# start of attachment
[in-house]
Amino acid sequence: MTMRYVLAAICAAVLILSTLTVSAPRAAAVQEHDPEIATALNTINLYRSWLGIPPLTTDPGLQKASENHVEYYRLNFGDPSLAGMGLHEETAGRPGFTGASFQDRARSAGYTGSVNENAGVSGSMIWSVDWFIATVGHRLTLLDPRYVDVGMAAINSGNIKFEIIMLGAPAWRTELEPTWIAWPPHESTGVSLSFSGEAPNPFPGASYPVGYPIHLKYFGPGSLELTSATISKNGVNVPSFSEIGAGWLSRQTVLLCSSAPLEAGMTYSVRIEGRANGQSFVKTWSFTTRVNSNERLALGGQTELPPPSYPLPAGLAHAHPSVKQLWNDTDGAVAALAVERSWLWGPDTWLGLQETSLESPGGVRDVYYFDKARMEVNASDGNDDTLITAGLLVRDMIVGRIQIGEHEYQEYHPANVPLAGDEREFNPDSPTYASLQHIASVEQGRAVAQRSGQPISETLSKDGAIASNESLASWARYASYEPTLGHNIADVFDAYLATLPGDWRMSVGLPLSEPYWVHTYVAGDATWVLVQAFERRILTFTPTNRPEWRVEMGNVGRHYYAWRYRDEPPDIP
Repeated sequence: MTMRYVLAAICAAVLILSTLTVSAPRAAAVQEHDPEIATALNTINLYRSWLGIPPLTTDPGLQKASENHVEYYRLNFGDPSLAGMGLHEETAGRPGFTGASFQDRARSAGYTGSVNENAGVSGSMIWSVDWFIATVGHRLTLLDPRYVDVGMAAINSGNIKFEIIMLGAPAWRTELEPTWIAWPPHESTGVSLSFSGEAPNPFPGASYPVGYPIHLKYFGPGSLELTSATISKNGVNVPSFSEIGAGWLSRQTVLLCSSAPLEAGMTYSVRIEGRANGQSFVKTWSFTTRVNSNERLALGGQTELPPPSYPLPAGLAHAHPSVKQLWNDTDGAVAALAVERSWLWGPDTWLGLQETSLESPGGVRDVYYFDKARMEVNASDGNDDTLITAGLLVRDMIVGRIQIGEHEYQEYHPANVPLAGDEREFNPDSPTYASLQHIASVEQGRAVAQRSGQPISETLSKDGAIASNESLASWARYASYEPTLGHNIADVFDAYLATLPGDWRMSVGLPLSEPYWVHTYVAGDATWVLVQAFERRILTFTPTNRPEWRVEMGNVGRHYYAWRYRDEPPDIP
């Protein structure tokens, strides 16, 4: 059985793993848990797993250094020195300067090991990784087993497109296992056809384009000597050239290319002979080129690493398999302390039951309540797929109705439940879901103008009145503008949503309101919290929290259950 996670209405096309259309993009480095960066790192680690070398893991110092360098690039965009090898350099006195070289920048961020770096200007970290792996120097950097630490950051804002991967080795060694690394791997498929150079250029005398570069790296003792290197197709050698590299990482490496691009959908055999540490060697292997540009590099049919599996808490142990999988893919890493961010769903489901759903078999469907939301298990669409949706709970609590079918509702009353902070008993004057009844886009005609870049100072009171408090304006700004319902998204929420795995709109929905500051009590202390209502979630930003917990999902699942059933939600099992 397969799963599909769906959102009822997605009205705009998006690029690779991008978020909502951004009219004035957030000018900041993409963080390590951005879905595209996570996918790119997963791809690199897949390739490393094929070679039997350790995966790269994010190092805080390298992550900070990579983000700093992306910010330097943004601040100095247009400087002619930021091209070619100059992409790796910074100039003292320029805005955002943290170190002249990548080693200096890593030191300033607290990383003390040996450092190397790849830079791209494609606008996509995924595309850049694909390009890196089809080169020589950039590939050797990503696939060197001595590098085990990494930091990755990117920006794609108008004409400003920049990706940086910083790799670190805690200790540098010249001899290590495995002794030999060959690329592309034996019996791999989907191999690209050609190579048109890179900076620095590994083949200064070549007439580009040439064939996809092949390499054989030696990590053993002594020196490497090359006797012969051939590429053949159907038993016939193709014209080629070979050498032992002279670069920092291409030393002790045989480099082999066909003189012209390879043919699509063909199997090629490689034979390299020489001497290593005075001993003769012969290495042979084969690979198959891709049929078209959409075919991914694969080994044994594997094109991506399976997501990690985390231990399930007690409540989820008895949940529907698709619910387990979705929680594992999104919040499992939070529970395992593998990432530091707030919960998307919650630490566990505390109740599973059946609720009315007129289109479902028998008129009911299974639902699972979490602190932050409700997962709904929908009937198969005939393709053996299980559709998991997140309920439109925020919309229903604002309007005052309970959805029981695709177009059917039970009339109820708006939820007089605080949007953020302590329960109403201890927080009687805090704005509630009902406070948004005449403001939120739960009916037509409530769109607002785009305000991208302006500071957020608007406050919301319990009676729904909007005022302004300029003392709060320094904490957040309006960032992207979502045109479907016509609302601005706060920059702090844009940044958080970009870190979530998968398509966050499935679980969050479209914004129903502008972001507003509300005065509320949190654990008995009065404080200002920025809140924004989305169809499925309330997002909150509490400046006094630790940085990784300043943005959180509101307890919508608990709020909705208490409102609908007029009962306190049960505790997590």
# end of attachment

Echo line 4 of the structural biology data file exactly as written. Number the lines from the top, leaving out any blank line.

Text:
């Protein structure tokens, strides 16, 4: 059985793993848990797993250094020195300067090991990784087993497109296992056809384009000597050239290319002979080129690493398999302390039951309540797929109705439940879901103008009145503008949503309101919290929290259950 996670209405096309259309993009480095960066790192680690070398893991110092360098690039965009090898350099006195070289920048961020770096200007970290792996120097950097630490950051804002991967080795060694690394791997498929150079250029005398570069790296003792290197197709050698590299990482490496691009959908055999540490060697292997540009590099049919599996808490142990999988893919890493961010769903489901759903078999469907939301298990669409949706709970609590079918509702009353902070008993004057009844886009005609870049100072009171408090304006700004319902998204929420795995709109929905500051009590202390209502979630930003917990999902699942059933939600099992 397969799963599909769906959102009822997605009205705009998006690029690779991008978020909502951004009219004035957030000018900041993409963080390590951005879905595209996570996918790119997963791809690199897949390739490393094929070679039997350790995966790269994010190092805080390298992550900070990579983000700093992306910010330097943004601040100095247009400087002619930021091209070619100059992409790796910074100039003292320029805005955002943290170190002249990548080693200096890593030191300033607290990383003390040996450092190397790849830079791209494609606008996509995924595309850049694909390009890196089809080169020589950039590939050797990503696939060197001595590098085990990494930091990755990117920006794609108008004409400003920049990706940086910083790799670190805690200790540098010249001899290590495995002794030999060959690329592309034996019996791999989907191999690209050609190579048109890179900076620095590994083949200064070549007439580009040439064939996809092949390499054989030696990590053993002594020196490497090359006797012969051939590429053949159907038993016939193709014209080629070979050498032992002279670069920092291409030393002790045989480099082999066909003189012209390879043919699509063909199997090629490689034979390299020489001497290593005075001993003769012969290495042979084969690979198959891709049929078209959409075919991914694969080994044994594997094109991506399976997501990690985390231990399930007690409540989820008895949940529907698709619910387990979705929680594992999104919040499992939070529970395992593998990432530091707030919960998307919650630490566990505390109740599973059946609720009315007129289109479902028998008129009911299974639902699972979490602190932050409700997962709904929908009937198969005939393709053996299980559709998991997140309920439109925020919309229903604002309007005052309970959805029981695709177009059917039970009339109820708006939820007089605080949007953020302590329960109403201890927080009687805090704005509630009902406070948004005449403001939120739960009916037509409530769109607002785009305000991208302006500071957020608007406050919301319990009676729904909007005022302004300029003392709060320094904490957040309006960032992207979502045109479907016509609302601005706060920059702090844009940044958080970009870190979530998968398509966050499935679980969050479209914004129903502008972001507003509300005065509320949190654990008995009065404080200002920025809140924004989305169809499925309330997002909150509490400046006094630790940085990784300043943005959180509101307890919508608990709020909705208490409102609908007029009962306190049960505790997590």